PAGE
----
Take the 2-minute tour ×
Stack Overflow is a question and answer site for professional and enthusiast programmers. It's 100% free, no registration required.

I'm trying to create a check/uncheck all CheckBox for a number of CheckBoxes that are located inside the cell template of a GridViewColumn. I added this column to a GridView (along with other columns), set the GridView to the view property of a ListView, and then databound the ListView to a collection of custom DataObjects. So, each row of the ListView has a column that contains a checkbox as well as columns bound to property paths of the bound object.

I would like to create the check/uncheck all CheckBox by binding the IsChecked property of the CheckBoxes, but I do not want to change the data object the ListView is bound to. My first attempt was to bind the ListView to a Dictionary<DataObject,Boolean> and then bind the IsChecked property to the Value of the Dictionary and the other columns to Key.DataObjectProperty. Then, I simply toggled the Values of the Dictionary when then check/uncheck all CheckBox was clicked. The binding to worked properly, but apparently dictionaries don't support change notification so the CheckBoxes were never updated.

Does anyone have any suggestions as to the best way to solve this problem?

share|improve this question
add comment

1 Answer

up vote 2 down vote accepted

The only way I can think is to wrap your DataObject and boolean inside a new class which implements INotofyPropertyChanged. say the new class is YourCollection. Bind an ObservableCollection< YourNewClass > instance to your ListView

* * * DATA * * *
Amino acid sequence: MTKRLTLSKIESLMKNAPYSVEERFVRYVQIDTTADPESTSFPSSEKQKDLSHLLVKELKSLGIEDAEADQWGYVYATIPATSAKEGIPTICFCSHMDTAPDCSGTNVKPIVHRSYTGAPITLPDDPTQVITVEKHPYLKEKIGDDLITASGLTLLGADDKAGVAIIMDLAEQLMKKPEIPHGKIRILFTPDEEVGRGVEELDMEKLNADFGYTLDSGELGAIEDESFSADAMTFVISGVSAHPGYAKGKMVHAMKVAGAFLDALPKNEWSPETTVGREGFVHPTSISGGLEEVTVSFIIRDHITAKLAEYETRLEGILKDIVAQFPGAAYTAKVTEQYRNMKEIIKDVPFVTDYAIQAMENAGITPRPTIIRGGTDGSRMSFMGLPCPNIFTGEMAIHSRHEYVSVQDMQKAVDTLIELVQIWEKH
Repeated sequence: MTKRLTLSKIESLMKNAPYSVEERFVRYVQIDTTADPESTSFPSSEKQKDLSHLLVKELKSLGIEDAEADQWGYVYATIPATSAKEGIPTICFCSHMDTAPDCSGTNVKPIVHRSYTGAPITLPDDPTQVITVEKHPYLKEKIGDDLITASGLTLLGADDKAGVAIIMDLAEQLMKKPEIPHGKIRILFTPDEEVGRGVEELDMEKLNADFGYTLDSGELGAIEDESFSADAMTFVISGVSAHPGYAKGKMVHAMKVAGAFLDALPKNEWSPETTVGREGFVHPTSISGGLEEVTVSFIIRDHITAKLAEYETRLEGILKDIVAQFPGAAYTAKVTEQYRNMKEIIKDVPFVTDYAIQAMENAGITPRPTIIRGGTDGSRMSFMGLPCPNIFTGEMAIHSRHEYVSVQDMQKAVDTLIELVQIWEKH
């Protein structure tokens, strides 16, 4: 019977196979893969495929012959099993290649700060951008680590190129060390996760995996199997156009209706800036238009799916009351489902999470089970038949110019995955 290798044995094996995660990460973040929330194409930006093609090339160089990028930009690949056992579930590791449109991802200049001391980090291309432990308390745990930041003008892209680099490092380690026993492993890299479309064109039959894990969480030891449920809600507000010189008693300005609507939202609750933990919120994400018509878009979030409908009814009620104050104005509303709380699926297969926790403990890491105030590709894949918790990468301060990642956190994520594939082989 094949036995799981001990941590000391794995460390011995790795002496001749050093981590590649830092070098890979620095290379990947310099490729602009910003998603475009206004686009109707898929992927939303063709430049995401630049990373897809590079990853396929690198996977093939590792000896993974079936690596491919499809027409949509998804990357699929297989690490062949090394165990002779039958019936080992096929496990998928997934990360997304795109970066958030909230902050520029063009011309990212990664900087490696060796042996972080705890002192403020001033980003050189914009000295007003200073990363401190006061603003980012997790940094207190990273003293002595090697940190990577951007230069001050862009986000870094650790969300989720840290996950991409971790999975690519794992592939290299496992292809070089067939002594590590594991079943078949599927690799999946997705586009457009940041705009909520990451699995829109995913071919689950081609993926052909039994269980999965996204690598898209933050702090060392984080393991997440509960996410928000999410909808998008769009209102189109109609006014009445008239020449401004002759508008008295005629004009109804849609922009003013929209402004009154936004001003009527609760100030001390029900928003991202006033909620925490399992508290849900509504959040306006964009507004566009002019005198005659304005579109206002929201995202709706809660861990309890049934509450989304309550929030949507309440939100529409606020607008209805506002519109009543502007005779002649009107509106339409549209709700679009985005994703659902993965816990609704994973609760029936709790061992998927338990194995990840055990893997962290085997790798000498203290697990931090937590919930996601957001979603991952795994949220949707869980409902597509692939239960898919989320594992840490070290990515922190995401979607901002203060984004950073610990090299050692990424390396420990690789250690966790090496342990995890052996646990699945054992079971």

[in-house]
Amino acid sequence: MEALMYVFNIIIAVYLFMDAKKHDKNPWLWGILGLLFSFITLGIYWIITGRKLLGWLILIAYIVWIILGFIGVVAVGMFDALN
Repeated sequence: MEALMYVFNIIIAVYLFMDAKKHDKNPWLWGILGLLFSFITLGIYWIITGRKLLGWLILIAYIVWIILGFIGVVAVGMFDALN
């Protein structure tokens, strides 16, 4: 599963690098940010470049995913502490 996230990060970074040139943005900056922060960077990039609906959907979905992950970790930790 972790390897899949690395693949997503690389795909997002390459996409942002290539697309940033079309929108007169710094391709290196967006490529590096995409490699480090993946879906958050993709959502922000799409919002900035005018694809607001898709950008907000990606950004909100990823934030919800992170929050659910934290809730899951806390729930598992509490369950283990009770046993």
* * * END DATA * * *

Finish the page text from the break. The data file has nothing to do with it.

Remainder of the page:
public class YourNewClass :INotifyPropertyChanged
{
    public YourDataObject Object { get; set; }

    private bool _isChecked;
    public bool IsChecked
    {
        get
        {
            return _isChecked;
        }
        set
        {
            _isChecked = value;
            OnPropertyChanged("IsChecked");
        }
    }

    public event PropertyChangedEventHandler PropertyChanged;
    protected virtual void OnPropertyChanged(string propertyName)
    {
        if (PropertyChanged != null)
            PropertyChanged(this, new PropertyChangedEventArgs(propertyName));
    }
}
share|improve this answer
    
Excellent idea, thank you. This would still work if YourNewClass was generic where the generic argument is the type of YourDataObject correct? That is: public class YourNewClass <T> :INotifyPropertyChanged { public T Object { get; set; } ... } –  Robin Nov 28 '08 at 20:01
    
The generic class does work as expected. –  Robin Nov 28 '08 at 20:41
add comment

Your Answer

 
discard

By posting your answer, you agree to the privacy policy and terms of service.

Not the answer you're looking for? Browse other questions tagged or ask your own question.